He was awarded the James M. Landis Medal by the American Society of Mechanical Engineers for outstanding personal performance related to designing, constructing, and managing the operation of major steam-powered electric stations using nuclear.

In December 2011, he participated in a symposium sponsored by the Japanese Society of Mechanical Engineers in Tokyo. This included a visit to several reactor sites damaged by the March 11 earthquake and tsunami where restoration and enhanced safety counter measures are in progress.

Denton died at his home in Knoxville, Tennessee from complications of Alzheimer's disease and chronic obstructive pulmonary disease, aged 80.[6]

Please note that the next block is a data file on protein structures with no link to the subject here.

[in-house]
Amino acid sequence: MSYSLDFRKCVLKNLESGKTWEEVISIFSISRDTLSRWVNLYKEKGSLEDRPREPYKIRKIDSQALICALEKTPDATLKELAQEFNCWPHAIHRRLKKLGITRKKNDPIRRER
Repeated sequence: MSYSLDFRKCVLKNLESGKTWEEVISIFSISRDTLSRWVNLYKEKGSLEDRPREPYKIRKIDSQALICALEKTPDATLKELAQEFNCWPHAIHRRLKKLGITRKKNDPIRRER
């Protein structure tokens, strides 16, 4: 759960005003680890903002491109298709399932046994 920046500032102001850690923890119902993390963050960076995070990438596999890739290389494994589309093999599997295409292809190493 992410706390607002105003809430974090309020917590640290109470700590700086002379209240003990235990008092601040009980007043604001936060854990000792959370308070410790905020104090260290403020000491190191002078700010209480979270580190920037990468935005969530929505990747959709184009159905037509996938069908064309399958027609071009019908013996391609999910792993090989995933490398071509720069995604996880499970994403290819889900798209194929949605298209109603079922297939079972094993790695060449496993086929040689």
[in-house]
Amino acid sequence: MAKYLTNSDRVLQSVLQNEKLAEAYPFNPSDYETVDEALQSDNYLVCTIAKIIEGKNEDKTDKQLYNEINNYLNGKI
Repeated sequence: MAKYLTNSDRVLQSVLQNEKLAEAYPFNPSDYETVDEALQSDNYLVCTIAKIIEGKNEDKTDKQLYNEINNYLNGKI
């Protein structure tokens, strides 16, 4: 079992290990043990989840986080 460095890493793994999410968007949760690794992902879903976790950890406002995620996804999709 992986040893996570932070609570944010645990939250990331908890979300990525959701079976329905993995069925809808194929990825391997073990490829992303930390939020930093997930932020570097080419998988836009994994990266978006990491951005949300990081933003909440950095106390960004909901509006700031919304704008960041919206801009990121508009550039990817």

1. ^ U.S. Senate Committee on Environment and Public Works, Subcommittee on Clean Air and Nuclear Safety hearing entitled, "Three Mile Island – Looking Back on Thirty Years of Lessons Learned." Tuesday, 24 March 2009 10:30 am EDT, EPW Hearing Room – 406 Dirksen Office Building archived webcast
  2. ^ Gray, Mike and Rosen, Ira (2003) The Warning: Accident at Three Mile Island: A Nuclear Omen for the Age of Terror Norton, New York, page 224, ISBN 0-393-32469-9
  3. ^ a b Public Broadcasting Service (1999) "People & Events: Harold Denton" The American Experience: Meltdown at Three Mile Island
  4. ^ Public Broadcasting Service (1999) "Dick Thornburgh on: Harold Denton, NRC Official" The American Experience: Meltdown at Three Mile Island
  5. ^ "Harold Ray Denton" In Marquis Who's Who in America – 1994 (48th edition)
  6. ^ Matt Schudnel (February 22, 2017). "Harold Denton, nuclear regulator who calmed fears at Three Mile Island, dies at 80". Washington Post. Retrieved February 23, 2017.